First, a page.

There is this commercial where a mother tells her son that he cannot leave the dinner table before he finishes the plate of vegetables (broccoli) in front of him. You might have seen it. It is so funny because it shows the child aging dramatically, like the character Rip Van Winkle, while still sitting there in the same seat at the same table with the same plate of vegetables in front of him. Then, there is a voice that says, “There’s a better way…” and the child grabs a V8 fusion juice that appears on the counter. He drinks the juice without hesitation, and I imagine that the mother was happy about that. I love that commercial not only because it is hilarious, but because in about thirty seconds, it provides a basic breakdown of a more useful way to address problems in our lives.
The mother, with her threat of not being able to leave the table, was trying to forge a connection between her son and the vegetables. Because of her efforts to make him do something, he only became more determined in his efforts to not do it.We were to imagine that the mother continued to “nag” her son and he remained steadfast in his seat, still not eating the vegetables…
Now, we can understand how the mom’s behavior made sense. She was most likely concerned about her child getting the nutrients he needs to be healthy. However, her approach had positioned her as somewhat of an “enforcer” which brought about an oppositional position taken on by her son that might be seen, by some, as “rebellious.” That oppositional relationship could only beget more opposition, keeping both mom and son firmly entrenched in their positions with no change.
…until something different happened. That something different was the introduction of the V8 fusion juice. It is in a fun bottle, tastes great, and offers the nutritional benefits mom wants for her son. By offering this alternative, the mom was able to invite a different relationship between herself and her son as well as between her son and eating vegetables. He no longer had to hold tightly to his determination to sit in that seat forever, “rebelling” against mom and not eat the vegetables. The alternative had allowed him to relax his determination and to connect differently to both his mom, who could now be seen as more of a “facilitator” rather than an “enforcer”, and to eating vegetables. He was still consuming vegetables, (the connection mom wanted) but the way he was now able to do that was more comfortable for him (the connection son needed).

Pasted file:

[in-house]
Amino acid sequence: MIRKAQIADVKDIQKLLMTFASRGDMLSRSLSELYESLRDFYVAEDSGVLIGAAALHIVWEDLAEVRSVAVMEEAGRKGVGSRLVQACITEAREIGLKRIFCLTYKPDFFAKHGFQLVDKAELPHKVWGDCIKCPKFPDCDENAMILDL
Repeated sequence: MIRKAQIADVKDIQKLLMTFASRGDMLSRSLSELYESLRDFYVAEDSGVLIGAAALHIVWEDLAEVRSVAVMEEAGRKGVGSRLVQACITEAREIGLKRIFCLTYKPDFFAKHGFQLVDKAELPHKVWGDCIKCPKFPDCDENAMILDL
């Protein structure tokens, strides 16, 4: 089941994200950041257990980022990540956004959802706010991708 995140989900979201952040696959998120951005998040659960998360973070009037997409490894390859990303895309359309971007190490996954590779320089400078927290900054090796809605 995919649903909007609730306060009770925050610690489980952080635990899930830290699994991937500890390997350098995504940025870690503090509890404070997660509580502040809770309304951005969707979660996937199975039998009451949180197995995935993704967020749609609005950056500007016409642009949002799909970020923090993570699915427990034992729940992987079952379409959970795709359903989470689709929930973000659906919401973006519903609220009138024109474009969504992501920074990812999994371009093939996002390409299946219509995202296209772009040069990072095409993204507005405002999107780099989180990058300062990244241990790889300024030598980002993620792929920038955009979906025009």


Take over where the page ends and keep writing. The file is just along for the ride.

With the introduction of an alternative to eating vegetables in the boring, unattractive, usual way, mom was freed from being the enforcer and the son was freed from being the rebellious one. It was a win-win for them both.
Sometimes our approach is what needs changing, not the other person or people involved. When we can examine our own efforts, we may discover how our relationship to the problem keeps it firmly in place in our lives. We may realize that our ability to solve problems depends on us being able to make sense of the perspective of others so that room is created for us to connect more comfortably. We may realize that we are freed up from the grip of our differences, allowing them to exist without causing damage, or to fade into the background barely noticeable. There’s a better way…
*The relational ideas presented here are primarily informed by the work of Gregory Bateson and Douglas Flemons.
Contact columnist LaTonya Dunn at firstname.lastname@example.org.